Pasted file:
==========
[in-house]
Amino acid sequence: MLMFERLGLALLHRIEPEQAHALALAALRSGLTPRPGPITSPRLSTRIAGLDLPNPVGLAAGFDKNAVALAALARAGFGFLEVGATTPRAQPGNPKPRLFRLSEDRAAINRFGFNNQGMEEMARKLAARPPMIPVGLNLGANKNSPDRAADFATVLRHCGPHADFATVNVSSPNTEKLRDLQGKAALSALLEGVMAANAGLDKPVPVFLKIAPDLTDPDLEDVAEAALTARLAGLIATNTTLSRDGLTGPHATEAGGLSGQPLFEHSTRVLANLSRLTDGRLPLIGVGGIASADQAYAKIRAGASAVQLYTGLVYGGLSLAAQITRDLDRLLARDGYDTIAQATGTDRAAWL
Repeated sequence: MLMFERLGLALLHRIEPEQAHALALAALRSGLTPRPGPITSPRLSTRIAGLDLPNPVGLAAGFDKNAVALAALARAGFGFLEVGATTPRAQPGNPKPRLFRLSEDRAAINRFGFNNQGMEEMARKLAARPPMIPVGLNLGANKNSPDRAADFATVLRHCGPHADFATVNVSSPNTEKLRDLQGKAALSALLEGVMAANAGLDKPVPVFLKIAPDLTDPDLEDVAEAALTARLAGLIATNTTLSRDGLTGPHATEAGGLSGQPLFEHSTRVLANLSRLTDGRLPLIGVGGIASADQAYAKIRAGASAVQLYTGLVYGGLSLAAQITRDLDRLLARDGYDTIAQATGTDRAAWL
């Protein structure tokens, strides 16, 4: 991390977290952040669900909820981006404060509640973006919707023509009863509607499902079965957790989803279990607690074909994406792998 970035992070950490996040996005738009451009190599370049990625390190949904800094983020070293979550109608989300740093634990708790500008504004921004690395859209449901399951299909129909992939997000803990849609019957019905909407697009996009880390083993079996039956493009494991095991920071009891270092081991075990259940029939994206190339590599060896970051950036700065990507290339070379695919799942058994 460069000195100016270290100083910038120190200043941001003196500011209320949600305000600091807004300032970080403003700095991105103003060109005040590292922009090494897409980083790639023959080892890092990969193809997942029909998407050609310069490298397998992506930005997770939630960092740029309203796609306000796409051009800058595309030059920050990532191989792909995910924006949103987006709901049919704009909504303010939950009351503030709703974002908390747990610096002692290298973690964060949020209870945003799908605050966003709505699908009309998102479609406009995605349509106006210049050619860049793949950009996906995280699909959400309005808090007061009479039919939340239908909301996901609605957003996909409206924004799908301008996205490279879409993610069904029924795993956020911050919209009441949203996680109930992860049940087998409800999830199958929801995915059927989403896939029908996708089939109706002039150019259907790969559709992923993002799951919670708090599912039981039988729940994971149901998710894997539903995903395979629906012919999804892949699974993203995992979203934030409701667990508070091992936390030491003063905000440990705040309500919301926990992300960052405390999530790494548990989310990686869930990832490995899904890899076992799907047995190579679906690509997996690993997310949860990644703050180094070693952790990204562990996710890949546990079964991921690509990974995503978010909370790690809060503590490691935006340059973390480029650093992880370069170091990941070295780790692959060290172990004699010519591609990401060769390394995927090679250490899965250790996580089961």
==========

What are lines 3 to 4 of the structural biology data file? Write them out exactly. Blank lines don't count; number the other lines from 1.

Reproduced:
Repeated sequence: MLMFERLGLALLHRIEPEQAHALALAALRSGLTPRPGPITSPRLSTRIAGLDLPNPVGLAAGFDKNAVALAALARAGFGFLEVGATTPRAQPGNPKPRLFRLSEDRAAINRFGFNNQGMEEMARKLAARPPMIPVGLNLGANKNSPDRAADFATVLRHCGPHADFATVNVSSPNTEKLRDLQGKAALSALLEGVMAANAGLDKPVPVFLKIAPDLTDPDLEDVAEAALTARLAGLIATNTTLSRDGLTGPHATEAGGLSGQPLFEHSTRVLANLSRLTDGRLPLIGVGGIASADQAYAKIRAGASAVQLYTGLVYGGLSLAAQITRDLDRLLARDGYDTIAQATGTDRAAWL
């Protein structure tokens, strides 16, 4: 991390977290952040669900909820981006404060509640973006919707023509009863509607499902079965957790989803279990607690074909994406792998 970035992070950490996040996005738009451009190599370049990625390190949904800094983020070293979550109608989300740093634990708790500008504004921004690395859209449901399951299909129909992939997000803990849609019957019905909407697009996009880390083993079996039956493009494991095991920071009891270092081991075990259940029939994206190339590599060896970051950036700065990507290339070379695919799942058994 460069000195100016270290100083910038120190200043941001003196500011209320949600305000600091807004300032970080403003700095991105103003060109005040590292922009090494897409980083790639023959080892890092990969193809997942029909998407050609310069490298397998992506930005997770939630960092740029309203796609306000796409051009800058595309030059920050990532191989792909995910924006949103987006709901049919704009909504303010939950009351503030709703974002908390747990610096002692290298973690964060949020209870945003799908605050966003709505699908009309998102479609406009995605349509106006210049050619860049793949950009996906995280699909959400309005808090007061009479039919939340239908909301996901609605957003996909409206924004799908301008996205490279879409993610069904029924795993956020911050919209009441949203996680109930992860049940087998409800999830199958929801995915059927989403896939029908996708089939109706002039150019259907790969559709992923993002799951919670708090599912039981039988729940994971149901998710894997539903995903395979629906012919999804892949699974993203995992979203934030409701667990508070091992936390030491003063905000440990705040309500919301926990992300960052405390999530790494548990989310990686869930990832490995899904890899076992799907047995190579679906690509997996690993997310949860990644703050180094070693952790990204562990996710890949546990079964991921690509990974995503978010909370790690809060503590490691935006340059973390480029650093992880370069170091990941070295780790692959060290172990004699010519591609990401060769390394995927090679250490899965250790996580089961």